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Once Upon a time a magical company called MagicDollars (for the sake of brevity for the rest of the answer we will refer to this company by its stock ticker M$) and this company made the most widely used, operating system, internet browser, office productivity suite, and various other products. M$ had this great idea to just integrate all of its software so that they would all work together seamlessly. This would be great for users of this software since this would make doing things like importing a webpage in a Ward processing (because in magicland we have wards instead of words) document, seemlessly and natively.

But this would evidently make the software too good. And we cant have people getting software that is too good. Because then if another company came along with their own version of good software people will be too dumb to install and use that if they have the already integrated versions that were included. So the Neanderthal Union decreed that M$ was using its magical abilities to make things too difficult for smaller developers to create super complex applications that they must give away for free. And said you will no longer make things work together seemlessly.

And instead of extending their middle wand to the NeU and saying fine we shall no longer make software that can be used in the NeU... M$ bowed before the luddites and said ok. So now you can not rename a file from inside of your office productivity suite in Magicland.


Oct
16
reviewed Approve suggested edit on Do you spend your effort to reuse obsolete unit tests or rewrite them entirely?
Oct
8
reviewed Approve suggested edit on Correct Command Management with IoC and MVVM
Sep
30
awarded  Explainer
Sep
24
awarded  Autobiographer
Sep
12
comment What is the purpose of a Code Review
@DocBrown - I do not read this as saying that if you find a bug or problem dont say anything, rather that the focus of the review should not be finding bugs.
Sep
11
awarded  Notable Question
Sep
11
awarded  Good Question
Sep
11
awarded  Popular Question
Sep
11
awarded  Nice Question
Sep
10
asked What is the purpose of a Code Review
Sep
10
comment What is your code review and approval process, and what are its advantages/disadvantages?
@Gnat that is what I did and have been giving bounties to the ones that I felt would be dups of what I wanted to ask. So I will move on to the next one. None of them have decent answers yet. By the way I did go to the question you linked which has been closed as a duplicate, of a question that was closed primarily opinion. None of them have authorative answers yet though. If this SE is going to be worth anything it should have a decent answer to that question
Sep
10
comment What is your code review and approval process, and what are its advantages/disadvantages?
@BЈовић - I know how I think they should work. What I am looking for is an authorative answer on the best practices involving them. Something I am take to my managers and say here this isnt just me.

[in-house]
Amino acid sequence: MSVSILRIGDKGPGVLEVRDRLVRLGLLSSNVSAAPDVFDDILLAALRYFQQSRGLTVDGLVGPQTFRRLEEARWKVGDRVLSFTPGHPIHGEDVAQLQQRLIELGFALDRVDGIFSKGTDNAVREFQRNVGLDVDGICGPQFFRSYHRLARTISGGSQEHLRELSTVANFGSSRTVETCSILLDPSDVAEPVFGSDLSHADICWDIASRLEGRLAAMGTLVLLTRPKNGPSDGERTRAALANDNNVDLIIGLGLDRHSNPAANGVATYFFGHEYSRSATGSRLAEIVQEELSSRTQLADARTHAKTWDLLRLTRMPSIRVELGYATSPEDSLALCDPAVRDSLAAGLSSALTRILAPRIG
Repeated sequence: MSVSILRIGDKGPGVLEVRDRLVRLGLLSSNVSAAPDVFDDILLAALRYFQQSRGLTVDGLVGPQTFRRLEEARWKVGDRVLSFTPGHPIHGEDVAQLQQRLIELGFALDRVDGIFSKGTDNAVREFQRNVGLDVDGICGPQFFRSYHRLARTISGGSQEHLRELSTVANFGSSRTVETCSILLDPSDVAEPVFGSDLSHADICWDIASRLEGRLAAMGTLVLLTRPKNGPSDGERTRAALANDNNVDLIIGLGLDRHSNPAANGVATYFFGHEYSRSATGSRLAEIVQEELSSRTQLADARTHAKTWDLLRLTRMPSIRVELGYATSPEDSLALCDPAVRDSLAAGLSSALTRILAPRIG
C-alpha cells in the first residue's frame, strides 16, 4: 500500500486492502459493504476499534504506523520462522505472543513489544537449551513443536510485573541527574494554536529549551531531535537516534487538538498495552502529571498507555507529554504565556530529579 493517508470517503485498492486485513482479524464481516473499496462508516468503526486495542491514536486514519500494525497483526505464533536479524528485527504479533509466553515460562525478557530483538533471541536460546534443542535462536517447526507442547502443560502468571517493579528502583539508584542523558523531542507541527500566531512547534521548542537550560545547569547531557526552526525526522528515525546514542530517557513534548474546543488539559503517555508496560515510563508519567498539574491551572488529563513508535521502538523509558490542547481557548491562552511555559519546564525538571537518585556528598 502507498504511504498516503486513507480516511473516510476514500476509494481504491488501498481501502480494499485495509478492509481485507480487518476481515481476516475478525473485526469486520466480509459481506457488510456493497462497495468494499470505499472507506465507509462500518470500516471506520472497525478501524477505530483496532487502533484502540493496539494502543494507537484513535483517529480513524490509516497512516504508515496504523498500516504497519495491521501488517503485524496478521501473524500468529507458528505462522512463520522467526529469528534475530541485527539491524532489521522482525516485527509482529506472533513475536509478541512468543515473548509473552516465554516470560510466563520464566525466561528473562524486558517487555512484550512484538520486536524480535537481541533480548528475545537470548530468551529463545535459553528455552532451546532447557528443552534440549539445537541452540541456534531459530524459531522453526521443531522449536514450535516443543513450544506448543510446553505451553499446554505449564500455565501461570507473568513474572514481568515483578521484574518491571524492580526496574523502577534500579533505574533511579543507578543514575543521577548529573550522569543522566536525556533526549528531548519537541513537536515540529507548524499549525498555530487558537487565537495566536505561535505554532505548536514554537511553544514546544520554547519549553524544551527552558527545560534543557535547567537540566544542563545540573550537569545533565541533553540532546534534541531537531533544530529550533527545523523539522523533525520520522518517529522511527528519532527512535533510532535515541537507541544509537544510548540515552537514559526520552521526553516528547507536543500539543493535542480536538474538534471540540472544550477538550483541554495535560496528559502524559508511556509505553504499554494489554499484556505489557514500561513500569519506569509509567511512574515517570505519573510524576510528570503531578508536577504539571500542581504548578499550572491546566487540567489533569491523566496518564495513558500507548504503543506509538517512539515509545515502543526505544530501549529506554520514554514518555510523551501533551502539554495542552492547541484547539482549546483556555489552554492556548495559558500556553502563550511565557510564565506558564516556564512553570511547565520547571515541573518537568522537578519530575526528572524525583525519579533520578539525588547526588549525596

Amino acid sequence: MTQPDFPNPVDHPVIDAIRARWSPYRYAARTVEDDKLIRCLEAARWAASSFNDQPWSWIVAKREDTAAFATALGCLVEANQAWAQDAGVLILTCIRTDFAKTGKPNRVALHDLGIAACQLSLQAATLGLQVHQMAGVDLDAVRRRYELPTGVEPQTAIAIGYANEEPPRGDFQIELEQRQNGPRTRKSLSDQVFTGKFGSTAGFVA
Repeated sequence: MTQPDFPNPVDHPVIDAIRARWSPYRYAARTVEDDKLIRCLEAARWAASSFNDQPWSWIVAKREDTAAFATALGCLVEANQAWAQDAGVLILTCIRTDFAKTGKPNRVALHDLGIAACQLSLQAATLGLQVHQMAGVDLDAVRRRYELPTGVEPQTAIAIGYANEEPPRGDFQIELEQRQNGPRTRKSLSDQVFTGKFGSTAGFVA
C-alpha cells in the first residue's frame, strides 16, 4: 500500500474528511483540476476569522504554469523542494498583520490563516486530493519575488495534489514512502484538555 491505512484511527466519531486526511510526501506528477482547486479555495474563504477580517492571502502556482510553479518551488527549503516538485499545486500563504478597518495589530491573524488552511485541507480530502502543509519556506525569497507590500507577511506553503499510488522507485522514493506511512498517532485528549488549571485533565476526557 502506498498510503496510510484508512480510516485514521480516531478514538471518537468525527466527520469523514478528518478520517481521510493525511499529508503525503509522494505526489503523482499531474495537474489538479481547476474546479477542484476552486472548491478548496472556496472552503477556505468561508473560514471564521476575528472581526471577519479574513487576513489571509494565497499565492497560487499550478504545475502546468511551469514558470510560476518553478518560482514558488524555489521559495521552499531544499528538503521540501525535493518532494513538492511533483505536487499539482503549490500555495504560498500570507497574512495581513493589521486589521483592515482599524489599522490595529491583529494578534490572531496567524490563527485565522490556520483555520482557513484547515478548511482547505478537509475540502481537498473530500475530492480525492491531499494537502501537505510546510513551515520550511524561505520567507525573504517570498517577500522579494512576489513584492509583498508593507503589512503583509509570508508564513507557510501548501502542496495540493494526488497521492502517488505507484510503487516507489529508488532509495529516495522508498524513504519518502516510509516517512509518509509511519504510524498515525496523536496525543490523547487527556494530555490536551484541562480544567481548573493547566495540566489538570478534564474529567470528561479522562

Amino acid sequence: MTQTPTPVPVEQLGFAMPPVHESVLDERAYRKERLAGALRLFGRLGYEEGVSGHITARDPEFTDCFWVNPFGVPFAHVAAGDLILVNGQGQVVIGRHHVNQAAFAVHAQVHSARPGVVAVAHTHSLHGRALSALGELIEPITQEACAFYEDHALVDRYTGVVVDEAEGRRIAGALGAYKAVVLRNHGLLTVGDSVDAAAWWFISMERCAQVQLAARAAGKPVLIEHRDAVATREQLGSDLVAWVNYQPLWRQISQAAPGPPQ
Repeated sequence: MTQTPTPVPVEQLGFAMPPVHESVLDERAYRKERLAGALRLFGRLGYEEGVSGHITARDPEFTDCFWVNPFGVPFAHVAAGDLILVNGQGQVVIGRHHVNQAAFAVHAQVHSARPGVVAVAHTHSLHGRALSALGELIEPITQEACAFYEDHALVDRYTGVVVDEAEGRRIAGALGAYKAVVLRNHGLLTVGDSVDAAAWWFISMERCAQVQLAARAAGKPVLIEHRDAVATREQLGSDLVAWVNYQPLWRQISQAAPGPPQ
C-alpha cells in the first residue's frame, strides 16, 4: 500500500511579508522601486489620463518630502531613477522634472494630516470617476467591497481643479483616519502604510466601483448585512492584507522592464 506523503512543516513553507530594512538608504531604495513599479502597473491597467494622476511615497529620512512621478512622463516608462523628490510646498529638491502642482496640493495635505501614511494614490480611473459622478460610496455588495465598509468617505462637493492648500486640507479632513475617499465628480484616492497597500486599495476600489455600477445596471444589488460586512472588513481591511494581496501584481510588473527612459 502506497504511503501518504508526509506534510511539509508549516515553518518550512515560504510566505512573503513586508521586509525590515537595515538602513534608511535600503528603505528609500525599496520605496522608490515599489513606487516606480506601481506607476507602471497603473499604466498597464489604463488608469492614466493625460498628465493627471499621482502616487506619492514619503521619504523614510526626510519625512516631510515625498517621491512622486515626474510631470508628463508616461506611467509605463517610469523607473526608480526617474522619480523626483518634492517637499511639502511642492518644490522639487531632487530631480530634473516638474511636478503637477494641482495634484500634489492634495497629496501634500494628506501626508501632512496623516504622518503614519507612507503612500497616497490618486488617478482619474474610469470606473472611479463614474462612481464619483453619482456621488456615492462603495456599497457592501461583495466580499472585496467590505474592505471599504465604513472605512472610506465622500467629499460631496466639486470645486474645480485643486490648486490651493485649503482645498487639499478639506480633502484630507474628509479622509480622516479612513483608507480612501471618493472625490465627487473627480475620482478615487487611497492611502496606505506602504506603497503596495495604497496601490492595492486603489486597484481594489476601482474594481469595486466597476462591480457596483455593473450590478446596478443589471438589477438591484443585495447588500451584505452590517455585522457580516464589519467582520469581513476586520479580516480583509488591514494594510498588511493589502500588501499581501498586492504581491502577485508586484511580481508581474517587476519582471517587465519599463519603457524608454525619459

Sep
10
comment What is your code review and approval process, and what are its advantages/disadvantages?
@Gnat - I am really looking for a question that says basically how should a code review work? That should be on topic but I figure that would be a dupe of this question right now.
Sep
10
awarded  Investor
Sep
8
comment What are the most efficient code review processes?
For the bounty I am looking for more than just opinions. I am hoping to see something that spells out best practices for code reviews.
Aug
18
comment API Class with intensive network requests
But if they are always refreshing the cache then its not gaining much if anything. It is actually increasing risk that what you believe is current data is actually stale data. I am not saying your way is wrong just that your comments make me think you believe it to be a one size fits all solution with no downsides. I have rarely seen caching used effectively and correctly. I have often seen it misused and being the source of hundreds of bugs that tend to be difficult to track down.
Aug
18
comment API Class with intensive network requests
@MarcoAcierno - So then you are not really gaining much by caching.
Aug
18
comment API Class with intensive network requests
@MarcoAcierno - Thats fine if that cached information will never go stale. But if you cache it and the information does go stale then you could be showing followers that are no longer followers, and allowing users that may not be allowed. I do not know your requirements but caching is best done with static data rather than data that can be changed and those changes would have an effect on the operation of the program.
Aug
18
answered API Class with intensive network requests
Aug
18
comment API Class with intensive network requests
So this would be an API that is internal to the application that manages the calls to the service? Basically you are creating the data layer for this application or at least for this functionality?